Thursday, 1 December 2016

Backing the campaign to help shoppers get problems with faulty goods solved


I am backing National Consumer Week, a campaign to help people use their consumer rights to get problems with faulty goods like TVs, laptops and mobile phones resolved.

Research from Citizens Advice has revealed that two thirds of people had a problem with faulty electrical goods in the last two years.

However, 1 in 4 people were turned away by retailers when they tried to get a refund, a replacement item or get their item repaired, despite it being the retailer’s responsibility to help.

The research also showed that persistence paid off, with 61% of people who were initially turned away going on to get some form of solution.


The survey findings suggest that both shoppers and retailers may not be aware of their rights and responsibilities around faulty electrical goods.

On Tuesday I attended an event in parliament which explored the problems people face in getting a solution from retailers, and highlighted issues around counterfeit electrical items which in some cases can be unsafe.

People aren’t getting the solutions for faulty products they’re entitled to.

As people hit the shops for Christmas, it’s important that they get to know their consumer rights so they can return faulty items in the confidence that shops have a duty to help them.

If you’ve got a faulty product and you’re struggling to get your money back, get a replacement item or get it repaired, contact Citizens Advice for further help.”

It's worth checking out Citizens Advice’s top tips to help shoppers to get “switched on” to their consumer rights, so they can get problems with electrical goods solved.

Electrical goods - what you need to know

Don’t put up with broken electrical goods - if an item breaks and it’s not your fault, you have a right to a free repair, replacement or refund depending when and where you bought it.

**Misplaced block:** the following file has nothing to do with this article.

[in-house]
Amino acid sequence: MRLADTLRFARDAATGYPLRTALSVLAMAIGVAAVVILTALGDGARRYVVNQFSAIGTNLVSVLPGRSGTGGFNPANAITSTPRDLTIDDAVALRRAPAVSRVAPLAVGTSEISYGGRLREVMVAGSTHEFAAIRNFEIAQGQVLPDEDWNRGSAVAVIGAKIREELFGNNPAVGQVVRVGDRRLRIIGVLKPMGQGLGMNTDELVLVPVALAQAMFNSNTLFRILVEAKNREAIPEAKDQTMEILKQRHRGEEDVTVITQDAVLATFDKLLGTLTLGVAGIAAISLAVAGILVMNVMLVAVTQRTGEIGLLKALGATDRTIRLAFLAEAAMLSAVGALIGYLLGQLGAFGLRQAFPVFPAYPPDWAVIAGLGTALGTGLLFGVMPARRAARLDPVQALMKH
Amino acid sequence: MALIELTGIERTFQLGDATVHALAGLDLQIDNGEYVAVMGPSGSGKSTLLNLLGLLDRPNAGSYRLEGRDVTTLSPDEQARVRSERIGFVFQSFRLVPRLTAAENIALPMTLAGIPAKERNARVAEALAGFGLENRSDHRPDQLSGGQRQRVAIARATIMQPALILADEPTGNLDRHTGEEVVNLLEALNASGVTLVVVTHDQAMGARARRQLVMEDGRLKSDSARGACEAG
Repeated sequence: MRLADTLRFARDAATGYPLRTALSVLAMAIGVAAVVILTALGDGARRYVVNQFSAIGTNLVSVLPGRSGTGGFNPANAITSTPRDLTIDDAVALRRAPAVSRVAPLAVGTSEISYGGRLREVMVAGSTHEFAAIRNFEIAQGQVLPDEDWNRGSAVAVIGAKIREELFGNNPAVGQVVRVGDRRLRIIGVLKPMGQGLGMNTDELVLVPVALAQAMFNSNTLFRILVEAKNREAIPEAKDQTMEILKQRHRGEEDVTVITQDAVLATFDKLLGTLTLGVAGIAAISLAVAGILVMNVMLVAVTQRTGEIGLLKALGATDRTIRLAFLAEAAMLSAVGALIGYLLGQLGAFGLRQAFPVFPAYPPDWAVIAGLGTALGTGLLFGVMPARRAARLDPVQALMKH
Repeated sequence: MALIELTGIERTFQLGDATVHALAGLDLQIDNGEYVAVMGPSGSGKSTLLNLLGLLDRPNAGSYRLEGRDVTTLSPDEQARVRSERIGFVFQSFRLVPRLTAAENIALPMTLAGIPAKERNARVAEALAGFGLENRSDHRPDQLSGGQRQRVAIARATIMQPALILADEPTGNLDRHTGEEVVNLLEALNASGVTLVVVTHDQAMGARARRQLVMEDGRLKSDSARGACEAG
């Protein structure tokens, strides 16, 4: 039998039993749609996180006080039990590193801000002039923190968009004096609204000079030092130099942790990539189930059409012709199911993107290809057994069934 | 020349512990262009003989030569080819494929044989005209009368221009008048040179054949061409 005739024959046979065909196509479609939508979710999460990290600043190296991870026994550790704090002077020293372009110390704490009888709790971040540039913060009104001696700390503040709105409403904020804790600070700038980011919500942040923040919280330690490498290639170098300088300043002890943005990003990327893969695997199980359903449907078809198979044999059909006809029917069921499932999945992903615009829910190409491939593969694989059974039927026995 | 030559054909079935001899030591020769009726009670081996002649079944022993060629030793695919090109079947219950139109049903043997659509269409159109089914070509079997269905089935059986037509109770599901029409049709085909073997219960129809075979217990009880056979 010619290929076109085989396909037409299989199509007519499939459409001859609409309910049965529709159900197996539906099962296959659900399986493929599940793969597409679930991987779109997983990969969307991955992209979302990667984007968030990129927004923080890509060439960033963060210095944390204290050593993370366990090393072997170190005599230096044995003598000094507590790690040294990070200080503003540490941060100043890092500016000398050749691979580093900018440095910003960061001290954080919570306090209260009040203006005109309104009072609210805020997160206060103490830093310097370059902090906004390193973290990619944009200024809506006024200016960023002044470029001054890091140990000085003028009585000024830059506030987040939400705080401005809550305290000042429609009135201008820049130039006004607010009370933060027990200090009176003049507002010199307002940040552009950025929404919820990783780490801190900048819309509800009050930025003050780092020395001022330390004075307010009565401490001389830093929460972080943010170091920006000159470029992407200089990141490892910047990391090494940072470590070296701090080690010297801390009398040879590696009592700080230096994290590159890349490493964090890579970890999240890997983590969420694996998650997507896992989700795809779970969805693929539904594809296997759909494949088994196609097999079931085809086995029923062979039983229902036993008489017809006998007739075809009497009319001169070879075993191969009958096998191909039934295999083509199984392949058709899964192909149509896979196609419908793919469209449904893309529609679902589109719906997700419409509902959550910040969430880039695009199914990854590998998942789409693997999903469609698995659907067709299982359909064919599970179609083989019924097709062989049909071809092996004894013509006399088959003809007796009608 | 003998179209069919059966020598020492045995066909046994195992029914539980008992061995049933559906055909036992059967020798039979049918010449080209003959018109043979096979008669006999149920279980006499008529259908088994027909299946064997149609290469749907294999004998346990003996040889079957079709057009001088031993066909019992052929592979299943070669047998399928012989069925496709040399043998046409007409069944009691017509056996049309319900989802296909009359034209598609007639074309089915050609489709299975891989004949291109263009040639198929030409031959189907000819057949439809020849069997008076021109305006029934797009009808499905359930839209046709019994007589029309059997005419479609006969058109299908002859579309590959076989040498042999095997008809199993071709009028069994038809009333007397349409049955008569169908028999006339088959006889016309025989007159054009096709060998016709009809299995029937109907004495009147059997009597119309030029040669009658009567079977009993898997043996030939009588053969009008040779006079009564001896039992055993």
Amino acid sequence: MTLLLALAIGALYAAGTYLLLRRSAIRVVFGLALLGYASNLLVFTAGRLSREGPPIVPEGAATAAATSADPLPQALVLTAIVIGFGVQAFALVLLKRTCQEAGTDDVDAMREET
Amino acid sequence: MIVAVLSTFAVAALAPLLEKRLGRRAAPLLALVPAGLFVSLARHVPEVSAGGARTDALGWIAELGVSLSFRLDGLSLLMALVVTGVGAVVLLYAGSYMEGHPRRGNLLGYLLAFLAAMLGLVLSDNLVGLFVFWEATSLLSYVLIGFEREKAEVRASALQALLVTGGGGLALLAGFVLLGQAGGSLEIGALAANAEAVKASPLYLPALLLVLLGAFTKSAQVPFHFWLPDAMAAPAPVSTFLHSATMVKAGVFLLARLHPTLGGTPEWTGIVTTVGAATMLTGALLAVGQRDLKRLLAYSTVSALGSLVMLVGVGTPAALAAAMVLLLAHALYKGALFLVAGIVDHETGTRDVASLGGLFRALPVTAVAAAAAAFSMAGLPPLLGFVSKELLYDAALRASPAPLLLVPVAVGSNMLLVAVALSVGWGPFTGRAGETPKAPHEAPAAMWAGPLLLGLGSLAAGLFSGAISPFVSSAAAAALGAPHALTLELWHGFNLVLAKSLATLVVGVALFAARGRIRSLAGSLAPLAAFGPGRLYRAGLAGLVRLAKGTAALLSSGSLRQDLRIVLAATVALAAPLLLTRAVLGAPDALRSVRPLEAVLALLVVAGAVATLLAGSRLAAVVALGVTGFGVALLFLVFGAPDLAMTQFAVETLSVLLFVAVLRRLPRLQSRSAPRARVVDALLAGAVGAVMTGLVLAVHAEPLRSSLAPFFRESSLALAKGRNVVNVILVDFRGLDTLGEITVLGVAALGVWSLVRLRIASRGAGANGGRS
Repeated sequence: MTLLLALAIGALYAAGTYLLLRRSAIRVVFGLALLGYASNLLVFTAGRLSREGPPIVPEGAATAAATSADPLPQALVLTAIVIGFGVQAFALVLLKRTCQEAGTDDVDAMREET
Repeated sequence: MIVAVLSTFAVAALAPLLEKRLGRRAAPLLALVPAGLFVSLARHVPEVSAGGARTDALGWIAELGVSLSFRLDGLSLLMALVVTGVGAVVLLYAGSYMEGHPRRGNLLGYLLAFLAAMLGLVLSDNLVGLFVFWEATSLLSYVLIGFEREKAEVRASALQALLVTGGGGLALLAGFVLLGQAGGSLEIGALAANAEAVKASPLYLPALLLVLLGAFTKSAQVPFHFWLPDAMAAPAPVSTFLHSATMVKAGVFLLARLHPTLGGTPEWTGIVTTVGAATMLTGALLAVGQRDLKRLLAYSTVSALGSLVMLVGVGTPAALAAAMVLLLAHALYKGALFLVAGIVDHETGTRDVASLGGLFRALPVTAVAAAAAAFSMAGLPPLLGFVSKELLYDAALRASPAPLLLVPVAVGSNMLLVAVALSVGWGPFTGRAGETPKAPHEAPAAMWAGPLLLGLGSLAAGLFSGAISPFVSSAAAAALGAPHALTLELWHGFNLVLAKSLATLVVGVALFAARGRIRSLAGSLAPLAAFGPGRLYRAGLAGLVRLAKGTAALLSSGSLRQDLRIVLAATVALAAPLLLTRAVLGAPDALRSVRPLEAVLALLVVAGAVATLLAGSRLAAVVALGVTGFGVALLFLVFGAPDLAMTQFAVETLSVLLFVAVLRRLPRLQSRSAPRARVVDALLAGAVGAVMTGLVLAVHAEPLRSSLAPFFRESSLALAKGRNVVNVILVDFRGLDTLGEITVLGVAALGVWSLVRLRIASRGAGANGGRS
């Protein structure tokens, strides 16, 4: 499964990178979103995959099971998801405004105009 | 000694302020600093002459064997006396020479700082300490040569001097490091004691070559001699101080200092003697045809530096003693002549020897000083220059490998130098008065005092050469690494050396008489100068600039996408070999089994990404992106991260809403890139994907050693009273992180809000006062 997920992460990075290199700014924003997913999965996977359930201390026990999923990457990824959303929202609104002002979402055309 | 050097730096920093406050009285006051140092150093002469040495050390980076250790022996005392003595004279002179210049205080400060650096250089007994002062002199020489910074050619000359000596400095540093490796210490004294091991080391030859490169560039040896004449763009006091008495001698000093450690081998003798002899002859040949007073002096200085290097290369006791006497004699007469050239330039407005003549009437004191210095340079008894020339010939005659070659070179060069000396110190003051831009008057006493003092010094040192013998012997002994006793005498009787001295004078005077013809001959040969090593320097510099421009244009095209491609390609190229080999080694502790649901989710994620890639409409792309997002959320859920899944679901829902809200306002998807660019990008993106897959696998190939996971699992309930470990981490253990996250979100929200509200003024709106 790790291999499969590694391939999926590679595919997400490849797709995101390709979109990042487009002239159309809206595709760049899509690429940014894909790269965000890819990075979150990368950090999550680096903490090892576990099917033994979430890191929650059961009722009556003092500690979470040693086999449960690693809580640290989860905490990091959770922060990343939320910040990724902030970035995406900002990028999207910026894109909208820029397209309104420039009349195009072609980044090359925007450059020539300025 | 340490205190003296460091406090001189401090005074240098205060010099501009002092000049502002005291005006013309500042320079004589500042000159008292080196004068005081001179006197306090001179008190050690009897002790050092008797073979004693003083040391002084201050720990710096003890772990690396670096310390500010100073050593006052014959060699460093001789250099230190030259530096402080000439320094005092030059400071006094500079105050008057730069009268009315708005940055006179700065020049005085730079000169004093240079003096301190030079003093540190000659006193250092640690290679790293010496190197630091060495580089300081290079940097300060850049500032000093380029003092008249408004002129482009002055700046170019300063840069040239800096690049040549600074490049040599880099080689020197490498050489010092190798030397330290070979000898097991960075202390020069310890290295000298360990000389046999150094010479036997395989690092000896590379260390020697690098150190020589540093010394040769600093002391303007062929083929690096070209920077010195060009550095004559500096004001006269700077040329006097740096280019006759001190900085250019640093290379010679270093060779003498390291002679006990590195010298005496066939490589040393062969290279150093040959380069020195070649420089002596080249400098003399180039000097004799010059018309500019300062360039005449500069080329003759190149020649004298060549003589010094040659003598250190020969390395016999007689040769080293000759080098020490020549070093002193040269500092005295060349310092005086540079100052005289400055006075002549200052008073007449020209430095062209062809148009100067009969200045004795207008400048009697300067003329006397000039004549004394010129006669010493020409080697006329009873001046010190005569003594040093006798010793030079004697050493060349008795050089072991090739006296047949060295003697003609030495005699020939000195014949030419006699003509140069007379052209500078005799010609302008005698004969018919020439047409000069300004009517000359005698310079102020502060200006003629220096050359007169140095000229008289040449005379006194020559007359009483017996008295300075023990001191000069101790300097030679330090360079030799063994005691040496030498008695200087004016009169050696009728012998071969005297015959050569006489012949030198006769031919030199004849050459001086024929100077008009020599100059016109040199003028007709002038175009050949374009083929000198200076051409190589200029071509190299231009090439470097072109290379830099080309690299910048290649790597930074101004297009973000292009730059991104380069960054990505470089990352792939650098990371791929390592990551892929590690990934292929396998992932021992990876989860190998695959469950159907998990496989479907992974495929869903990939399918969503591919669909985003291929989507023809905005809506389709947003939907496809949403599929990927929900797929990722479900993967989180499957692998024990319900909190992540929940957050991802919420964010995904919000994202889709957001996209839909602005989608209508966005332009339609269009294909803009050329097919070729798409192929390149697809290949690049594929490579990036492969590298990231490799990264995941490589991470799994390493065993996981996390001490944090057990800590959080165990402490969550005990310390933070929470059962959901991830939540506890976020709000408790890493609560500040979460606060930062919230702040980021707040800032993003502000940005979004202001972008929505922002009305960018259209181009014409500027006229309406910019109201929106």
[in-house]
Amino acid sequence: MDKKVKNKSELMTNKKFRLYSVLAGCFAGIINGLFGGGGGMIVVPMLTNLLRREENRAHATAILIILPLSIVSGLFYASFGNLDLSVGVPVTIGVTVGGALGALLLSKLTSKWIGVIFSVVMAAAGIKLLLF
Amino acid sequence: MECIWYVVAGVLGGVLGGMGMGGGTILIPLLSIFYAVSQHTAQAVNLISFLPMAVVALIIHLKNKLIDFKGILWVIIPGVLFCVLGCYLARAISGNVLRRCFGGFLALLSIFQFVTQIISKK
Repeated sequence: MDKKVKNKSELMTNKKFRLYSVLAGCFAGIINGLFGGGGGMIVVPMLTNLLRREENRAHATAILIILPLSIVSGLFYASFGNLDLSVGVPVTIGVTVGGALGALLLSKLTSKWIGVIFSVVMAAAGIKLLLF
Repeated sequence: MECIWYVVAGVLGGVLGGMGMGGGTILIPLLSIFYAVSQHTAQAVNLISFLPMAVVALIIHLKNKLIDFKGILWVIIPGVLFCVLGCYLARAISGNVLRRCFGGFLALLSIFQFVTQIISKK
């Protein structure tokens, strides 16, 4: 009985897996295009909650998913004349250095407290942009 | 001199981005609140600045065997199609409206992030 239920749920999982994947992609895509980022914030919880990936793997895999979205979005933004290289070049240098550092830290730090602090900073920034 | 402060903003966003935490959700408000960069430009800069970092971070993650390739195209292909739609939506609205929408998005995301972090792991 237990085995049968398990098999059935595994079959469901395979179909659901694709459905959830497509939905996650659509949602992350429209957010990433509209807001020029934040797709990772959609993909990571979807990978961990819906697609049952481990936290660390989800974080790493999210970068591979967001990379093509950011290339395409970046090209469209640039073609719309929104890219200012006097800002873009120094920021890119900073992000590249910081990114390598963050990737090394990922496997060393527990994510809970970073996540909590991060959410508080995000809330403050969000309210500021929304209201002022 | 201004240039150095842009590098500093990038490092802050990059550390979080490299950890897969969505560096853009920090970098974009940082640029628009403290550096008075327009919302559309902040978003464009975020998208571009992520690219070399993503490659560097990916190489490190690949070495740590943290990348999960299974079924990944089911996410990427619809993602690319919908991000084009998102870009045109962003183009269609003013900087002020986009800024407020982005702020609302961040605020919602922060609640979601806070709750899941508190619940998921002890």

Use the Citizens Advice faulty goods tool to work out what you’re entitled to.

What to do when an item is faulty

● Don’t attempt to fix it yourself - this could stop you getting redress because it will make it harder to prove you did not cause the fault. You may also risk injuring yourself.
● Return it to the retailer - It’s the responsibility of the retailer to help you resolve the problem, not the manufacturer. They should cover the costs of returning the item - contact them first to check the best way to do this and to negotiate an option that’s most convenient for you.

Getting a repair, replacement or refund

● Bought within the last 30 days - you can get a refund on a faulty product.
● Bought within the last 6 months - you are entitled to have it repaired or replaced once. If the item still doesn’t work you should get a full refund.
● Bought more than 6 months ago - you may still get a repair or replacement but you will only get a partial refund to reflect the use you’ve got out of the item. You’ll need to prove you didn’t cause the fault which may make it harder to get redress.
● Repair doesn’t work? If you have one repair and it doesn’t succeed, you can ask for a full or partial refunding, depending on when the purchase was made.
● Replaced with something different? The retailer should try to replace the item like-for-like. This may not always be possible, so if you’re offered something you don’t want you can ask for a refund.

What to do when an item is unsafe
● Stop using it - and unplug it if applicable.
● Inform Trading Standards - report it via the Citizens Advice consumer service on 03454 04 05 06, or 03454 04 05 05 for Welsh speakers.
● If it gets recalled, follow the manufacturer’s guidance - this could include not leaving the item unattended when in use. For peace of mind you may want to stop using it altogether.


Notes

1. Citizens Advice carried out a survey with 1032 adults living in the UK in September 2016.
2. National Consumer Week is headed up by Citizens Advice, the Chartered Trading Standards Institute and the Department of Business, Energy and Industrial Strategy.